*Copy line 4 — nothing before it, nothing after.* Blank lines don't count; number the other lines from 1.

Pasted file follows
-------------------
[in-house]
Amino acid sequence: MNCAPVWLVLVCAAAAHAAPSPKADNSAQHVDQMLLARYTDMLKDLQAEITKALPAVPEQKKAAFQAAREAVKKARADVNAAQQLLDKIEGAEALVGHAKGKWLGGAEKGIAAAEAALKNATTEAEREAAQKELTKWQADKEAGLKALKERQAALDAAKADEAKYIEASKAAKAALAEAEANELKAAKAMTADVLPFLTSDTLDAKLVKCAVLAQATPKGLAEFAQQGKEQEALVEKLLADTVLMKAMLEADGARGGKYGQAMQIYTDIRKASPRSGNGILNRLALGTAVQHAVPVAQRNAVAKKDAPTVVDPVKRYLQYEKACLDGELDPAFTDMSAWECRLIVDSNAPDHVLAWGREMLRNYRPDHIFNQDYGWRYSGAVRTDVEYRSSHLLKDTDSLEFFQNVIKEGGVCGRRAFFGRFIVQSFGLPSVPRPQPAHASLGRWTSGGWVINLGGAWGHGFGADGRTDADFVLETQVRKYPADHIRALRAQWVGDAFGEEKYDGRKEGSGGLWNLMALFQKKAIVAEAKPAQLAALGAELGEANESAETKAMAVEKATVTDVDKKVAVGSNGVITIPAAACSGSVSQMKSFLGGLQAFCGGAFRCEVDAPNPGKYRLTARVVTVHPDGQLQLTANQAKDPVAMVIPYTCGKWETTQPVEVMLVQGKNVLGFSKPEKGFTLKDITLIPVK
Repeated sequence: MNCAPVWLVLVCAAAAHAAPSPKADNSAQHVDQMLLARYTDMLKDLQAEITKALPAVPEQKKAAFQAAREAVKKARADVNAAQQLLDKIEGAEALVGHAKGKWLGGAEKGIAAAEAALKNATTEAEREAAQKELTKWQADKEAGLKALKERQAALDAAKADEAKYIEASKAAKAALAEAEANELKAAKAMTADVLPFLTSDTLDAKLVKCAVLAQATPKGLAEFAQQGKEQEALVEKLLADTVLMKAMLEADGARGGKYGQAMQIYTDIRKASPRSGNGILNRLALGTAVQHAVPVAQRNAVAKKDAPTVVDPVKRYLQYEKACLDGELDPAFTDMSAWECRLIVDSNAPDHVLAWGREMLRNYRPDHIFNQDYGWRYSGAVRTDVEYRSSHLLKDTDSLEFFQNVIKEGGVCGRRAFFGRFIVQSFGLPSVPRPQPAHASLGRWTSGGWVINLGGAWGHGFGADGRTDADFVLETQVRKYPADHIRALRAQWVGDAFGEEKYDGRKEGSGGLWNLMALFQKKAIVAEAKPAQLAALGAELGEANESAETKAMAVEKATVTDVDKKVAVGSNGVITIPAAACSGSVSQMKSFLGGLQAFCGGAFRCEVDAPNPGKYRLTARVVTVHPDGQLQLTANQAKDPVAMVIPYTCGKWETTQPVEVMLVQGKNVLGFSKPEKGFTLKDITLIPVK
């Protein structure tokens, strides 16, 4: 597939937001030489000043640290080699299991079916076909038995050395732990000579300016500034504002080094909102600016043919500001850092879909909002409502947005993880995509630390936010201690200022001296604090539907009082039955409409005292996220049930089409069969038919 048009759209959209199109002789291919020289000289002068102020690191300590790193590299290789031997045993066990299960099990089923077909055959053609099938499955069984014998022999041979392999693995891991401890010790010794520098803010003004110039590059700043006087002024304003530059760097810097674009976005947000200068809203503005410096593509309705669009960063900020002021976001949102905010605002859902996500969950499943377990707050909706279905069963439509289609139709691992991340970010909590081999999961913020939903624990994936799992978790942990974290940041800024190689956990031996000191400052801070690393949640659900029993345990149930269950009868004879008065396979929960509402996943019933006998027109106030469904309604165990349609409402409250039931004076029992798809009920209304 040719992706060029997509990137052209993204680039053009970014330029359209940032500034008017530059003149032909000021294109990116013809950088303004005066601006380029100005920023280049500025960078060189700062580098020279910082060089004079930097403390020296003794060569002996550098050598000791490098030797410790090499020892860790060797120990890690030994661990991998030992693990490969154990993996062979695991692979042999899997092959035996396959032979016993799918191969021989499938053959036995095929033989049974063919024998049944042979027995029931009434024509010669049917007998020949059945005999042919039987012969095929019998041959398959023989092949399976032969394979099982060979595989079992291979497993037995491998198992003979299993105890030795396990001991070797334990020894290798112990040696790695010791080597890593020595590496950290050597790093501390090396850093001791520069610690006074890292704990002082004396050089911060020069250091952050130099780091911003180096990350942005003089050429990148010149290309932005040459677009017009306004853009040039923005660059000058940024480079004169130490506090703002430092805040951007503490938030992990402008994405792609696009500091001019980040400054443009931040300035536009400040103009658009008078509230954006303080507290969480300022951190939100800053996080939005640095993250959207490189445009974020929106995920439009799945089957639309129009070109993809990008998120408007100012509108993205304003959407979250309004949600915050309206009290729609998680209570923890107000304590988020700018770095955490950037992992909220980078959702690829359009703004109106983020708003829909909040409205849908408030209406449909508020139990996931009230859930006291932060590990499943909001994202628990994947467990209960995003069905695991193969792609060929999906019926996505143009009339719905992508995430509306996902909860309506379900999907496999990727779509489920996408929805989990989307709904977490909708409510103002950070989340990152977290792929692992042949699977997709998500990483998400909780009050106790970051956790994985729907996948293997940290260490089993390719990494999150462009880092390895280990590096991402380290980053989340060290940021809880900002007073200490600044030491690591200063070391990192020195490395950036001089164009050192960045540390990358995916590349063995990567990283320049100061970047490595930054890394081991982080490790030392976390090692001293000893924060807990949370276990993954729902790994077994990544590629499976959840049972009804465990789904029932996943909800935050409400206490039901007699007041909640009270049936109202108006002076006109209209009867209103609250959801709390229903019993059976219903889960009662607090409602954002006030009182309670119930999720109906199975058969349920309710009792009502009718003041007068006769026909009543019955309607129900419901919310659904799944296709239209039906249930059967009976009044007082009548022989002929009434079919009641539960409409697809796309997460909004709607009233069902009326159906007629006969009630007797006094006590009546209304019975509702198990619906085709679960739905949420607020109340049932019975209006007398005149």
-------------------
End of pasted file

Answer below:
């Protein structure tokens, strides 16, 4: 597939937001030489000043640290080699299991079916076909038995050395732990000579300016500034504002080094909102600016043919500001850092879909909002409502947005993880995509630390936010201690200022001296604090539907009082039955409409005292996220049930089409069969038919 048009759209959209199109002789291919020289000289002068102020690191300590790193590299290789031997045993066990299960099990089923077909055959053609099938499955069984014998022999041979392999693995891991401890010790010794520098803010003004110039590059700043006087002024304003530059760097810097674009976005947000200068809203503005410096593509309705669009960063900020002021976001949102905010605002859902996500969950499943377990707050909706279905069963439509289609139709691992991340970010909590081999999961913020939903624990994936799992978790942990974290940041800024190689956990031996000191400052801070690393949640659900029993345990149930269950009868004879008065396979929960509402996943019933006998027109106030469904309604165990349609409402409250039931004076029992798809009920209304 040719992706060029997509990137052209993204680039053009970014330029359209940032500034008017530059003149032909000021294109990116013809950088303004005066601006380029100005920023280049500025960078060189700062580098020279910082060089004079930097403390020296003794060569002996550098050598000791490098030797410790090499020892860790060797120990890690030994661990991998030992693990490969154990993996062979695991692979042999899997092959035996396959032979016993799918191969021989499938053959036995095929033989049974063919024998049944042979027995029931009434024509010669049917007998020949059945005999042919039987012969095929019998041959398959023989092949399976032969394979099982060979595989079992291979497993037995491998198992003979299993105890030795396990001991070797334990020894290798112990040696790695010791080597890593020595590496950290050597790093501390090396850093001791520069610690006074890292704990002082004396050089911060020069250091952050130099780091911003180096990350942005003089050429990148010149290309932005040459677009017009306004853009040039923005660059000058940024480079004169130490506090703002430092805040951007503490938030992990402008994405792609696009500091001019980040400054443009931040300035536009400040103009658009008078509230954006303080507290969480300022951190939100800053996080939005640095993250959207490189445009974020929106995920439009799945089957639309129009070109993809990008998120408007100012509108993205304003959407979250309004949600915050309206009290729609998680209570923890107000304590988020700018770095955490950037992992909220980078959702690829359009703004109106983020708003829909909040409205849908408030209406449909508020139990996931009230859930006291932060590990499943909001994202628990994947467990209960995003069905695991193969792609060929999906019926996505143009009339719905992508995430509306996902909860309506379900999907496999990727779509489920996408929805989990989307709904977490909708409510103002950070989340990152977290792929692992042949699977997709998500990483998400909780009050106790970051956790994985729907996948293997940290260490089993390719990494999150462009880092390895280990590096991402380290980053989340060290940021809880900002007073200490600044030491690591200063070391990192020195490395950036001089164009050192960045540390990358995916590349063995990567990283320049100061970047490595930054890394081991982080490790030392976390090692001293000893924060807990949370276990993954729902790994077994990544590629499976959840049972009804465990789904029932996943909800935050409400206490039901007699007041909640009270049936109202108006002076006109209209009867209103609250959801709390229903019993059976219903889960009662607090409602954002006030009182309670119930999720109906199975058969349920309710009792009502009718003041007068006769026909009543019955309607129900419901919310659904799944296709239209039906249930059967009976009044007082009548022989002929009434079919009641539960409409697809796309997460909004709607009233069902009326159906007629006969009630007797006094006590009546209304019975509702198990619906085709679960739905949420607020109340049932019975209006007398005149």